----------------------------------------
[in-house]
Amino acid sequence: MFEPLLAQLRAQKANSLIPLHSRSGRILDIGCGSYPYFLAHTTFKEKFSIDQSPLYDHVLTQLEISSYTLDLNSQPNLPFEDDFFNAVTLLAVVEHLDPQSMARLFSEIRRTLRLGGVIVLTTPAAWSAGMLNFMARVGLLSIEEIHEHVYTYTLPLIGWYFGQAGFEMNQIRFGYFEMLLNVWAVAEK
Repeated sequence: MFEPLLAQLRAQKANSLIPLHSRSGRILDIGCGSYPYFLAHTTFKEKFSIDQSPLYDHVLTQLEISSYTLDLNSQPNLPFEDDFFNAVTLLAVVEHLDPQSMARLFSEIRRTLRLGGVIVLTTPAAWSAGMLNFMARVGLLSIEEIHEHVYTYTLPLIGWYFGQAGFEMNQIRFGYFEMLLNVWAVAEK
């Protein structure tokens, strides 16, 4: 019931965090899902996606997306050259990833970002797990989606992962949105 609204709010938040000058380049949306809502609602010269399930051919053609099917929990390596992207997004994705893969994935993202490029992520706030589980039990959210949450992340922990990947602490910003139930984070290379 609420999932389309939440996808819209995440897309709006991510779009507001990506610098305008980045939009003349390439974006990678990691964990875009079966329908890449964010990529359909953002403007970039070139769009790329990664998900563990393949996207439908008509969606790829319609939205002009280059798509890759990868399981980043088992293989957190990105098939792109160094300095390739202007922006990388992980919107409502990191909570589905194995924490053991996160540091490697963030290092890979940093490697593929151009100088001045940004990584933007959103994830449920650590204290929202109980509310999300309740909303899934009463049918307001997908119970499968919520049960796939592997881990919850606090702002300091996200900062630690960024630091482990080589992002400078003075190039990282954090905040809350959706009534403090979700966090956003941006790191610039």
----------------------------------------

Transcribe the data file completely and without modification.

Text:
[in-house]
Amino acid sequence: MFEPLLAQLRAQKANSLIPLHSRSGRILDIGCGSYPYFLAHTTFKEKFSIDQSPLYDHVLTQLEISSYTLDLNSQPNLPFEDDFFNAVTLLAVVEHLDPQSMARLFSEIRRTLRLGGVIVLTTPAAWSAGMLNFMARVGLLSIEEIHEHVYTYTLPLIGWYFGQAGFEMNQIRFGYFEMLLNVWAVAEK
Repeated sequence: MFEPLLAQLRAQKANSLIPLHSRSGRILDIGCGSYPYFLAHTTFKEKFSIDQSPLYDHVLTQLEISSYTLDLNSQPNLPFEDDFFNAVTLLAVVEHLDPQSMARLFSEIRRTLRLGGVIVLTTPAAWSAGMLNFMARVGLLSIEEIHEHVYTYTLPLIGWYFGQAGFEMNQIRFGYFEMLLNVWAVAEK
């Protein structure tokens, strides 16, 4: 019931965090899902996606997306050259990833970002797990989606992962949105 609204709010938040000058380049949306809502609602010269399930051919053609099917929990390596992207997004994705893969994935993202490029992520706030589980039990959210949450992340922990990947602490910003139930984070290379 609420999932389309939440996808819209995440897309709006991510779009507001990506610098305008980045939009003349390439974006990678990691964990875009079966329908890449964010990529359909953002403007970039070139769009790329990664998900563990393949996207439908008509969606790829319609939205002009280059798509890759990868399981980043088992293989957190990105098939792109160094300095390739202007922006990388992980919107409502990191909570589905194995924490053991996160540091490697963030290092890979940093490697593929151009100088001045940004990584933007959103994830449920650590204290929202109980509310999300309740909303899934009463049918307001997908119970499968919520049960796939592997881990919850606090702002300091996200900062630690960024630091482990080589992002400078003075190039990282954090905040809350959706009534403090979700966090956003941006790191610039």